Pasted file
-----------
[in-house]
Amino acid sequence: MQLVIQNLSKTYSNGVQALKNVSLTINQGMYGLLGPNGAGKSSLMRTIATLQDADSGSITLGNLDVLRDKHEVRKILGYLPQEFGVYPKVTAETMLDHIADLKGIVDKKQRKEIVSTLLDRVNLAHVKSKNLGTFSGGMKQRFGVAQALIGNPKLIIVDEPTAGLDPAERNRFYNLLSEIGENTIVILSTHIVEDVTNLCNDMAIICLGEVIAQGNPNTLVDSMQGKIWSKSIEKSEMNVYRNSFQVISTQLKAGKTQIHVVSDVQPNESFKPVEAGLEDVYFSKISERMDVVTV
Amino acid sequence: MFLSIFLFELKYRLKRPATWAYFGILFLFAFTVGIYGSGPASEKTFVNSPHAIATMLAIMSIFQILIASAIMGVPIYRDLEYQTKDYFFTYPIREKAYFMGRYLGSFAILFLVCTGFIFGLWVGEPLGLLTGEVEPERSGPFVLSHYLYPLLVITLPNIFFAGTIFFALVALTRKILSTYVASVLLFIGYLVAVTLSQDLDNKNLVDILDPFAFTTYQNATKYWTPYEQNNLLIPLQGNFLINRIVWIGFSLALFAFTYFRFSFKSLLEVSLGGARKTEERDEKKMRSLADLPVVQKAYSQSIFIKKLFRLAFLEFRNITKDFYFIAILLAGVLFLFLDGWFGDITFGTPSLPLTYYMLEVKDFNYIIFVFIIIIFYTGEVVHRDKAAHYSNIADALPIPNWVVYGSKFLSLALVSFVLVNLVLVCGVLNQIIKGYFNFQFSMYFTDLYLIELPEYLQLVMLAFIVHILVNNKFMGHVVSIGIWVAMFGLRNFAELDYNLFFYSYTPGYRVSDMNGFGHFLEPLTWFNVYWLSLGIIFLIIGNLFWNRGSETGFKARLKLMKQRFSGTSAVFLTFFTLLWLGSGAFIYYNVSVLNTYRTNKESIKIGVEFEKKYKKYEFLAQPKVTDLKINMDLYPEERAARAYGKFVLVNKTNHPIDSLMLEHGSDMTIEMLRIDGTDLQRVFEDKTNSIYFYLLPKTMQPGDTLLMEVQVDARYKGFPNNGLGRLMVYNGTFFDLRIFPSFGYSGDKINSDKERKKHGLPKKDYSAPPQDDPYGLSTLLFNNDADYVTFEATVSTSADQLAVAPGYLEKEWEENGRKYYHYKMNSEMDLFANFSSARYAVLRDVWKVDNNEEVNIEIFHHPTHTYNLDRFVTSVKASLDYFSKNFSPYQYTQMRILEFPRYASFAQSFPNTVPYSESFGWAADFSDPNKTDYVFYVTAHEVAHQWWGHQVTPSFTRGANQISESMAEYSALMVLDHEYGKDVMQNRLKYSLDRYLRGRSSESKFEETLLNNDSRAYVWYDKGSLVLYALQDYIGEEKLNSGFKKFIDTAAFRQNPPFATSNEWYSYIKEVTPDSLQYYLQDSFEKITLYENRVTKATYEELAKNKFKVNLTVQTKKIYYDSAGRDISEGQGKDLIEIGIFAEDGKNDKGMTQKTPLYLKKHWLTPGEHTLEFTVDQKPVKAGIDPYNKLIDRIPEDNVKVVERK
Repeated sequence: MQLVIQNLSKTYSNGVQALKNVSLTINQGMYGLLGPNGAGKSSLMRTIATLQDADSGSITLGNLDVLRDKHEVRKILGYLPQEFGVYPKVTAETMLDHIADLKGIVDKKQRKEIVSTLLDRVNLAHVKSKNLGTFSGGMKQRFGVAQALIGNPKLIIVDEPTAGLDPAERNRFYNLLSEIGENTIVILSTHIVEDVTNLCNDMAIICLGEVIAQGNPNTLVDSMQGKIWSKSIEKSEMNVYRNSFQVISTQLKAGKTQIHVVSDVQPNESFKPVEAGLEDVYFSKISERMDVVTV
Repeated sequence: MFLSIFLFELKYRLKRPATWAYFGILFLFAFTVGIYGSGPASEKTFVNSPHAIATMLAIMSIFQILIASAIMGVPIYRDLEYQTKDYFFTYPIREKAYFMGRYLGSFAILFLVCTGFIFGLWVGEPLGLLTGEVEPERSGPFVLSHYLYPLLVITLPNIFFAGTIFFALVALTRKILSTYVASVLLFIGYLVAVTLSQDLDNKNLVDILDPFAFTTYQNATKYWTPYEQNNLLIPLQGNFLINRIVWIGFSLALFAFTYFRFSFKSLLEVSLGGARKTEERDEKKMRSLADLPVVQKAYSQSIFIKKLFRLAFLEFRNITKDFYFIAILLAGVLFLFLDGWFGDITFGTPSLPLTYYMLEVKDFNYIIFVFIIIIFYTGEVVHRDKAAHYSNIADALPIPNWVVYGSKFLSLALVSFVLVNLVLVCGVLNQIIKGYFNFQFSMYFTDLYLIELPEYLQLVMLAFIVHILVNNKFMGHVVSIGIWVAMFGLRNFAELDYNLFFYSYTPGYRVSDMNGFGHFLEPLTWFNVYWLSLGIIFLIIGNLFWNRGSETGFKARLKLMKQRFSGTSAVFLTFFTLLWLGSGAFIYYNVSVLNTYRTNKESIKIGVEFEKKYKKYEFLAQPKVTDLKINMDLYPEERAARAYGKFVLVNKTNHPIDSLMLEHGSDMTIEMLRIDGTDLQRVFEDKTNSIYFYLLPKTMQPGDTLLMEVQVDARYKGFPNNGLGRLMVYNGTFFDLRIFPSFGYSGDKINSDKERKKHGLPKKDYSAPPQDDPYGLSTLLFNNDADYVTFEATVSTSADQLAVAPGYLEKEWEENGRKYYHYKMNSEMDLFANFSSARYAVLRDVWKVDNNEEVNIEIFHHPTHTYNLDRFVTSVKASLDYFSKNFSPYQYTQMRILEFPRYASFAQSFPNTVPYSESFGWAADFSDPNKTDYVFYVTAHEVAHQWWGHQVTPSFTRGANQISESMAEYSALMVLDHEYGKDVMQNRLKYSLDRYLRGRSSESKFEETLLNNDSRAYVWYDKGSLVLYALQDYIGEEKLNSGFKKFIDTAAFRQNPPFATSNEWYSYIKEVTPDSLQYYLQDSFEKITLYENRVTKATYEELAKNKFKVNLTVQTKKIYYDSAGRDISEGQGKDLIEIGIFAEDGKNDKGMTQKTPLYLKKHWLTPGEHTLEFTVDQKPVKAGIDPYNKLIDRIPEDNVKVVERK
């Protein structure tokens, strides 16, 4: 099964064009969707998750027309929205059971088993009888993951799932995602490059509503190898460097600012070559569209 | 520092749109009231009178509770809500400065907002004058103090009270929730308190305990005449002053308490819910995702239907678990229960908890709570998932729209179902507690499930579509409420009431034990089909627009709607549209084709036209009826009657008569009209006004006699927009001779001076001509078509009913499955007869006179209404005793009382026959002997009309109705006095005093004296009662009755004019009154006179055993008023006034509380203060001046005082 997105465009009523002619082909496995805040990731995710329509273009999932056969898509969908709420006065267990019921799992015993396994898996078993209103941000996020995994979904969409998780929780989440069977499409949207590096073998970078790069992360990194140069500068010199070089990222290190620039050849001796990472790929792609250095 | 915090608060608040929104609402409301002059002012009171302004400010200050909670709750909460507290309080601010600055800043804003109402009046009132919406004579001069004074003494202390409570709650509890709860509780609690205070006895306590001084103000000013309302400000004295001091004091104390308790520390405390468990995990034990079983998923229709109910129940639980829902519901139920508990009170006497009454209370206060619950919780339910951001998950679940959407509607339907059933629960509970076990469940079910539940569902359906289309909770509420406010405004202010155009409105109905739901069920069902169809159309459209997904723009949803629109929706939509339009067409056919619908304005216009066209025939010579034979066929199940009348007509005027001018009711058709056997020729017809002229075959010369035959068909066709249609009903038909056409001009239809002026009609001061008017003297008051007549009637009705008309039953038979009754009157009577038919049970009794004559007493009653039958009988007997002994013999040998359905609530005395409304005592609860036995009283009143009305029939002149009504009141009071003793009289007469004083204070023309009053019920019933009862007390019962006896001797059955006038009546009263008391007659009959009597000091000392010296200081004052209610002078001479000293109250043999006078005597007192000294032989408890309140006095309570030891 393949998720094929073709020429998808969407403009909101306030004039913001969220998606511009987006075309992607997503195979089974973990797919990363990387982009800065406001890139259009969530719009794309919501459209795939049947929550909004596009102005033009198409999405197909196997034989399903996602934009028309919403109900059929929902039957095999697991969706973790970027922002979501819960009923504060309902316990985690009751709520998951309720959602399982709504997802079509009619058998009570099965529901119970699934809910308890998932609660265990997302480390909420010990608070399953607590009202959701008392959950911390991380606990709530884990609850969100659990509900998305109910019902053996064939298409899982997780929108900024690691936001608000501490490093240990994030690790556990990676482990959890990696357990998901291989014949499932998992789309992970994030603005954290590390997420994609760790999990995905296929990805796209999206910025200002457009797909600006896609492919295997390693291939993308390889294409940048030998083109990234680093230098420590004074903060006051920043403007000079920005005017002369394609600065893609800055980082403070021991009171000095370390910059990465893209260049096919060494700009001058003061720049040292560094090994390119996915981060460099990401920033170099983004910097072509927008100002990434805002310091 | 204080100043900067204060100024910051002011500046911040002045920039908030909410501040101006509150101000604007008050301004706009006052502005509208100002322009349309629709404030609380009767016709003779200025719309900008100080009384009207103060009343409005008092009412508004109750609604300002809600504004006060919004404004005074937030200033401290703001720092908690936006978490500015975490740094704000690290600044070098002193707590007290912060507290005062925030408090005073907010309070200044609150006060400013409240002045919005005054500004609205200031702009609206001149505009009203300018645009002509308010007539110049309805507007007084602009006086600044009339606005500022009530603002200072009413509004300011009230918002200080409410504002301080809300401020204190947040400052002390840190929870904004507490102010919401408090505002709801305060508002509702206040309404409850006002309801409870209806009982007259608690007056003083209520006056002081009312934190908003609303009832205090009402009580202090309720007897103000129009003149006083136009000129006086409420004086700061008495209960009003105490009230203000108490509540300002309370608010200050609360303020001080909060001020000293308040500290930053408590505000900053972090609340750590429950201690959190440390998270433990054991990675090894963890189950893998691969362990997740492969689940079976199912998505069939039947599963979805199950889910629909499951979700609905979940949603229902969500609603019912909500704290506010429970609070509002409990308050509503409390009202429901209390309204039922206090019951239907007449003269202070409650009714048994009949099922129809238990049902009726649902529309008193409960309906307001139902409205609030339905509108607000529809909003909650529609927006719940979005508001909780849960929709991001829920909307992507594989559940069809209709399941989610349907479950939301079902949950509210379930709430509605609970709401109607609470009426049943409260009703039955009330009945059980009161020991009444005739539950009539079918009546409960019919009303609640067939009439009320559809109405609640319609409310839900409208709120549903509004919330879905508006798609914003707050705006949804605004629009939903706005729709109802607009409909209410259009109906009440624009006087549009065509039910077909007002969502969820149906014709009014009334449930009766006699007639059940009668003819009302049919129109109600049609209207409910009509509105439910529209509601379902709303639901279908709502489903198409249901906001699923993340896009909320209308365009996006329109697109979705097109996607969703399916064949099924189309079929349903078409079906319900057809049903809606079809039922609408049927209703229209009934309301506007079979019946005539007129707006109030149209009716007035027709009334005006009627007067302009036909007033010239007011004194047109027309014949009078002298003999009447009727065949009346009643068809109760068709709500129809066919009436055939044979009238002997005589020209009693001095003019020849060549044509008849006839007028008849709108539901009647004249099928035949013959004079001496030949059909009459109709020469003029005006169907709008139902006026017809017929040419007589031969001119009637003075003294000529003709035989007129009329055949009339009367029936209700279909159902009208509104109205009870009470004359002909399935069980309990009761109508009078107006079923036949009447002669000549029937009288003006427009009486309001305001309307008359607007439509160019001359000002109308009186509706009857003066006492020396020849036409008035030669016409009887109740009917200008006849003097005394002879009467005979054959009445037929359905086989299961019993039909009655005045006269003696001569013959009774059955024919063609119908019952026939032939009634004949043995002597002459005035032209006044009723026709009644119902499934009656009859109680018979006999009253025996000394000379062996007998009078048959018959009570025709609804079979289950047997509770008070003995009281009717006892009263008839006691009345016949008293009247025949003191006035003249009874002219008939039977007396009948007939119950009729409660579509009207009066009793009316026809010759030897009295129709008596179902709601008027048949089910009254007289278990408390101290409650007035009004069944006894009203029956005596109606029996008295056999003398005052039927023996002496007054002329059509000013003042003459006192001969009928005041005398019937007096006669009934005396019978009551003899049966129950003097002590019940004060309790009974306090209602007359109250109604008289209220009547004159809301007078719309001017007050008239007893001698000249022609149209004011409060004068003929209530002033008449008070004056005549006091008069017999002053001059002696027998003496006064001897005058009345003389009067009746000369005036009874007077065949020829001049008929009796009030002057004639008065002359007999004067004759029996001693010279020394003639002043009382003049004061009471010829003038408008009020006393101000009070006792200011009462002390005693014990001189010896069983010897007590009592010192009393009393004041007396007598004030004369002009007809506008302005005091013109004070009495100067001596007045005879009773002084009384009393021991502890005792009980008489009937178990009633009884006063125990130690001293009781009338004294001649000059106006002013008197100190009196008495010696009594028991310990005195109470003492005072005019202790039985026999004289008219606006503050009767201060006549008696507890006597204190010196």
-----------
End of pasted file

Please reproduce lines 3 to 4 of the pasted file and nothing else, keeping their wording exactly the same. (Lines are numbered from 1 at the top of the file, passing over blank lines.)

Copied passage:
Amino acid sequence: MFLSIFLFELKYRLKRPATWAYFGILFLFAFTVGIYGSGPASEKTFVNSPHAIATMLAIMSIFQILIASAIMGVPIYRDLEYQTKDYFFTYPIREKAYFMGRYLGSFAILFLVCTGFIFGLWVGEPLGLLTGEVEPERSGPFVLSHYLYPLLVITLPNIFFAGTIFFALVALTRKILSTYVASVLLFIGYLVAVTLSQDLDNKNLVDILDPFAFTTYQNATKYWTPYEQNNLLIPLQGNFLINRIVWIGFSLALFAFTYFRFSFKSLLEVSLGGARKTEERDEKKMRSLADLPVVQKAYSQSIFIKKLFRLAFLEFRNITKDFYFIAILLAGVLFLFLDGWFGDITFGTPSLPLTYYMLEVKDFNYIIFVFIIIIFYTGEVVHRDKAAHYSNIADALPIPNWVVYGSKFLSLALVSFVLVNLVLVCGVLNQIIKGYFNFQFSMYFTDLYLIELPEYLQLVMLAFIVHILVNNKFMGHVVSIGIWVAMFGLRNFAELDYNLFFYSYTPGYRVSDMNGFGHFLEPLTWFNVYWLSLGIIFLIIGNLFWNRGSETGFKARLKLMKQRFSGTSAVFLTFFTLLWLGSGAFIYYNVSVLNTYRTNKESIKIGVEFEKKYKKYEFLAQPKVTDLKINMDLYPEERAARAYGKFVLVNKTNHPIDSLMLEHGSDMTIEMLRIDGTDLQRVFEDKTNSIYFYLLPKTMQPGDTLLMEVQVDARYKGFPNNGLGRLMVYNGTFFDLRIFPSFGYSGDKINSDKERKKHGLPKKDYSAPPQDDPYGLSTLLFNNDADYVTFEATVSTSADQLAVAPGYLEKEWEENGRKYYHYKMNSEMDLFANFSSARYAVLRDVWKVDNNEEVNIEIFHHPTHTYNLDRFVTSVKASLDYFSKNFSPYQYTQMRILEFPRYASFAQSFPNTVPYSESFGWAADFSDPNKTDYVFYVTAHEVAHQWWGHQVTPSFTRGANQISESMAEYSALMVLDHEYGKDVMQNRLKYSLDRYLRGRSSESKFEETLLNNDSRAYVWYDKGSLVLYALQDYIGEEKLNSGFKKFIDTAAFRQNPPFATSNEWYSYIKEVTPDSLQYYLQDSFEKITLYENRVTKATYEELAKNKFKVNLTVQTKKIYYDSAGRDISEGQGKDLIEIGIFAEDGKNDKGMTQKTPLYLKKHWLTPGEHTLEFTVDQKPVKAGIDPYNKLIDRIPEDNVKVVERK
Repeated sequence: MQLVIQNLSKTYSNGVQALKNVSLTINQGMYGLLGPNGAGKSSLMRTIATLQDADSGSITLGNLDVLRDKHEVRKILGYLPQEFGVYPKVTAETMLDHIADLKGIVDKKQRKEIVSTLLDRVNLAHVKSKNLGTFSGGMKQRFGVAQALIGNPKLIIVDEPTAGLDPAERNRFYNLLSEIGENTIVILSTHIVEDVTNLCNDMAIICLGEVIAQGNPNTLVDSMQGKIWSKSIEKSEMNVYRNSFQVISTQLKAGKTQIHVVSDVQPNESFKPVEAGLEDVYFSKISERMDVVTV